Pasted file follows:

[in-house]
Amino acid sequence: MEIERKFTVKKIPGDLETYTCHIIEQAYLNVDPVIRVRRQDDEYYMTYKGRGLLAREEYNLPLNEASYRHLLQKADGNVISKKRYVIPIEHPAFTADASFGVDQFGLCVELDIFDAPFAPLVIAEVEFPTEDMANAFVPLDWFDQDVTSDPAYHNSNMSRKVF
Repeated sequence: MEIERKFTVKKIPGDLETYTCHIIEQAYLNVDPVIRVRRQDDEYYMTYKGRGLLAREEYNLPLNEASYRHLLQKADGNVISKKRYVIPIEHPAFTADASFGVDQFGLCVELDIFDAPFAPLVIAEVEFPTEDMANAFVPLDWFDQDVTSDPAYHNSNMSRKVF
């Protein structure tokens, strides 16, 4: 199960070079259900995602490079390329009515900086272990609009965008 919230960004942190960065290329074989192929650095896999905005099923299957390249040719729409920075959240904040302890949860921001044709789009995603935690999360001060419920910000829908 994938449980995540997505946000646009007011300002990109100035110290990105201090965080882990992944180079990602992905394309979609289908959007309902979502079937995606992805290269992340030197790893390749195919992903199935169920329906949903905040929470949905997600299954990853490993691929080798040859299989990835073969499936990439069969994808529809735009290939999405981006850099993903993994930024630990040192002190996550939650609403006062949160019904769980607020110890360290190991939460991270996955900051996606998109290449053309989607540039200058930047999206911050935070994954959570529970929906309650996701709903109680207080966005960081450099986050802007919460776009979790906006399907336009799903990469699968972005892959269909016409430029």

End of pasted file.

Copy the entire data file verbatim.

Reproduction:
[in-house]
Amino acid sequence: MEIERKFTVKKIPGDLETYTCHIIEQAYLNVDPVIRVRRQDDEYYMTYKGRGLLAREEYNLPLNEASYRHLLQKADGNVISKKRYVIPIEHPAFTADASFGVDQFGLCVELDIFDAPFAPLVIAEVEFPTEDMANAFVPLDWFDQDVTSDPAYHNSNMSRKVF
Repeated sequence: MEIERKFTVKKIPGDLETYTCHIIEQAYLNVDPVIRVRRQDDEYYMTYKGRGLLAREEYNLPLNEASYRHLLQKADGNVISKKRYVIPIEHPAFTADASFGVDQFGLCVELDIFDAPFAPLVIAEVEFPTEDMANAFVPLDWFDQDVTSDPAYHNSNMSRKVF
């Protein structure tokens, strides 16, 4: 199960070079259900995602490079390329009515900086272990609009965008 919230960004942190960065290329074989192929650095896999905005099923299957390249040719729409920075959240904040302890949860921001044709789009995603935690999360001060419920910000829908 994938449980995540997505946000646009007011300002990109100035110290990105201090965080882990992944180079990602992905394309979609289908959007309902979502079937995606992805290269992340030197790893390749195919992903199935169920329906949903905040929470949905997600299954990853490993691929080798040859299989990835073969499936990439069969994808529809735009290939999405981006850099993903993994930024630990040192002190996550939650609403006062949160019904769980607020110890360290190991939460991270996955900051996606998109290449053309989607540039200058930047999206911050935070994954959570529970929906309650996701709903109680207080966005960081450099986050802007919460776009979790906006399907336009799903990469699968972005892959269909016409430029």